Five Memorable Fall Festivals — From Day Of The Dead To A Thai Monkey Buffet

Five Memorable Fall Festivals — From Day Of The Dead To A Thai Monkey Buffet

Many of the very best fall celebrations have nothing to do with the harvest. Here are five of my favorites — some haunting, some plain wacky.

Dia de Los Muertos — the Day of the Dead, is a haunting tradition held throughout much of Central and South America. I remember my trip a few years ago to Riviera Maya in the Mexican state of Quintana Roo in the Yucatan Peninsula. of Mexico. Those three days and nights from October 31 through November 2, remembering those who have passed and celebrating life through the reality of death, were unforgettable. Decorations, foods, legends, fun are all there.

If you’re looking for a short trip to bond with family, and to talk about what matters all the while celebrating a beautiful festival, try it at least once in your life.

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In the Himalayan kingdom of Bhutan, celebrations take place throughout the year. At the autumn dance festival at the Jambey Lhakhang Temple, drums beat, dancers swirl, and performers enact folk tales and allegories of Buddhist doctrine. My favorite enactment is women dressed as princesses fooling around with buffoons until their royal fiancés return from afar, and order the princesses’ noses cut off.

When their noses are magically restored, a huge wooden stick representing male genitalia is shaken over the women’s heads, boosting their fertility. A different kind of harvest celebration I guess, and one of forgiveness and bawdy fun.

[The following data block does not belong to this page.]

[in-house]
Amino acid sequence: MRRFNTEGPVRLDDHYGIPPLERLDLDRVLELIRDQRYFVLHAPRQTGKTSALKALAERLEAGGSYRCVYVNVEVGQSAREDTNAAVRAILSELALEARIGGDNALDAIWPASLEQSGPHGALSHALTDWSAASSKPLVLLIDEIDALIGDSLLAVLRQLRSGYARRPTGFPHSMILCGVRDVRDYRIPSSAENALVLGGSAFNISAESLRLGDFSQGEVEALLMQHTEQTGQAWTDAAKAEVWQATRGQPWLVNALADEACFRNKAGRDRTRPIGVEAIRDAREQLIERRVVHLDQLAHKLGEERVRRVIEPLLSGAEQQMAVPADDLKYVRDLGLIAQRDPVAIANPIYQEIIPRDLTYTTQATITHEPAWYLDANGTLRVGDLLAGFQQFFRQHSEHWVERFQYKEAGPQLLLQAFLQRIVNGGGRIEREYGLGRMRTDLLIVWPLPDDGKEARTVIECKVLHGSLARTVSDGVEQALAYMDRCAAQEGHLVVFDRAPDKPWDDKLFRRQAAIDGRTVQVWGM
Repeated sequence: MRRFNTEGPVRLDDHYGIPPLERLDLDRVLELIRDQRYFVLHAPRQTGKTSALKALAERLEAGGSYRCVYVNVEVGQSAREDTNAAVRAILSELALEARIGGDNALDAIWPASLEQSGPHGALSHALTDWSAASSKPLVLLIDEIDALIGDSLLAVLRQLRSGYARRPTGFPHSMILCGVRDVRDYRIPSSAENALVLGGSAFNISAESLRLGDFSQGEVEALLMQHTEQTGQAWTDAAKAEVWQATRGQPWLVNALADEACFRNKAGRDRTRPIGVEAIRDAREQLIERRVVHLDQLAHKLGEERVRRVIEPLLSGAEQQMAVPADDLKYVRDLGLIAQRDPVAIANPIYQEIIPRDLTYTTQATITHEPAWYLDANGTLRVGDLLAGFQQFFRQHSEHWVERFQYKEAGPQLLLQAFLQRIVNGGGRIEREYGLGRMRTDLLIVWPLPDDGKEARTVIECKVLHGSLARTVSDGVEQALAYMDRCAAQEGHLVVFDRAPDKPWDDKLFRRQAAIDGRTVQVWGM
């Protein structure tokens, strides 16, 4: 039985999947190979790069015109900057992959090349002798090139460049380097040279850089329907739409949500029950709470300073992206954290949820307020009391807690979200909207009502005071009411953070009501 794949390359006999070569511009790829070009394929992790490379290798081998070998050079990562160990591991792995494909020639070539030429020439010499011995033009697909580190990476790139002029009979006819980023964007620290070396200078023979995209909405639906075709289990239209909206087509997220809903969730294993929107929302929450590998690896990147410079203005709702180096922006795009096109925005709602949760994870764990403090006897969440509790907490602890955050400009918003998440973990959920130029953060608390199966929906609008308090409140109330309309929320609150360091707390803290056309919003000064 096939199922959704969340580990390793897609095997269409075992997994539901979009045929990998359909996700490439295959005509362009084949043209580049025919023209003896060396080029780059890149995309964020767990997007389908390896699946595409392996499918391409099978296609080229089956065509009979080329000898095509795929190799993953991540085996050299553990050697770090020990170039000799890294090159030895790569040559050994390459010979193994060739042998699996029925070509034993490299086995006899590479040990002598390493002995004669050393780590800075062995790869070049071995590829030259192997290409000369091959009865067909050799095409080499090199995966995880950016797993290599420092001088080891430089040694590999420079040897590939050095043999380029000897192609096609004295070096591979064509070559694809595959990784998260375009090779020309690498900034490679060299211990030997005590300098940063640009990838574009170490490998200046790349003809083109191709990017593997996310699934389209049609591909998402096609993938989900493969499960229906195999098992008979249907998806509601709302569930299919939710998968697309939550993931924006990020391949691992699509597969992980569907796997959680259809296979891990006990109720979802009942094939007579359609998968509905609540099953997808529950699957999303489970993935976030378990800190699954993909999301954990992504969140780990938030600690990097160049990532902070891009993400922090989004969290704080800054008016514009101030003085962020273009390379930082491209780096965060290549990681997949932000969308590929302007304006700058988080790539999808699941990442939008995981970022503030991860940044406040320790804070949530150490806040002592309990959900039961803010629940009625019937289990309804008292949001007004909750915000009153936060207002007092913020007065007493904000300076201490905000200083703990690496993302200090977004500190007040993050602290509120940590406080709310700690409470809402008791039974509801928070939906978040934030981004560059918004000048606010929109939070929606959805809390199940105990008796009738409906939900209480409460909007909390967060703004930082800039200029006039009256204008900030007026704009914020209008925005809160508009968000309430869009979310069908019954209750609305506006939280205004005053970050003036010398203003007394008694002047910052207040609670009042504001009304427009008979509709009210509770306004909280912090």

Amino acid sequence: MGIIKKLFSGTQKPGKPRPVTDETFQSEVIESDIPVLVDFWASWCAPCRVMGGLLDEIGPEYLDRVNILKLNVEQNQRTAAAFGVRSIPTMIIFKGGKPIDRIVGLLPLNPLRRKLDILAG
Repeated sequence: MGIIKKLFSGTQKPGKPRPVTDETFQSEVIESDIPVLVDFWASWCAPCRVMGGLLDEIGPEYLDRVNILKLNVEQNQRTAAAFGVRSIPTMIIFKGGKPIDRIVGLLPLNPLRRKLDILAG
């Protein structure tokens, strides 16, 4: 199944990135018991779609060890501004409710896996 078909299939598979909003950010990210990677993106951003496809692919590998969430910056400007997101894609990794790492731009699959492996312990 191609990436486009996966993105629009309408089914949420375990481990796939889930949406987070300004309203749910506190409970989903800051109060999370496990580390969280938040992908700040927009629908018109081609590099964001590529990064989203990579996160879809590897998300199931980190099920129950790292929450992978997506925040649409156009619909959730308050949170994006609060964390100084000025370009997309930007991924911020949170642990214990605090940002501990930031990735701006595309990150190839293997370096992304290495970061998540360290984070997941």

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In Lopburi, Thailand on the last Sunday of November, thousands of long-tailed macaques gather at a temple for The Monkey Buffet Festival. The locals honor the macaques with tons of fruits, vegetables, desserts, and beverages. A feast just for them.

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Japan has some of the most eccentric fall festivals. The locals in Hidakagawa have held an annual laughing festival in October for 200 years, to cheer up a sad deity and to bring them good luck. The legend goes that a goddess overslept and was laughed at by other gods. She locked herself in the Nyu Shrine and only appeared when the villagers’ laughter turned her grief into joy.

To enact this legend, a clown holding a bell and a treasure box leads a parade including the mikoshi (a portable shrine), dancers, and other happy participants to the Nyu Shrine. Along the way they shout “warae, warae” (laugh, laugh). And when they arrive at the shrine, they all laugh in unison.

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Japan is an aged society, and they have a fall festival called Shukatsu, meaning “preparing for one’s death.” (I call it Try-Before-You-Die.) During this Tokyo festival, participants can put on funeral garments, get into a coffin, and learn how to write goodbye notes and obituaries. This one may be practical, but I think I’d rather go to the Laughing Festival!

(For more fall festivals, check out Episode 31 of my travel podcast, Places I Remember with Lea Lane.)

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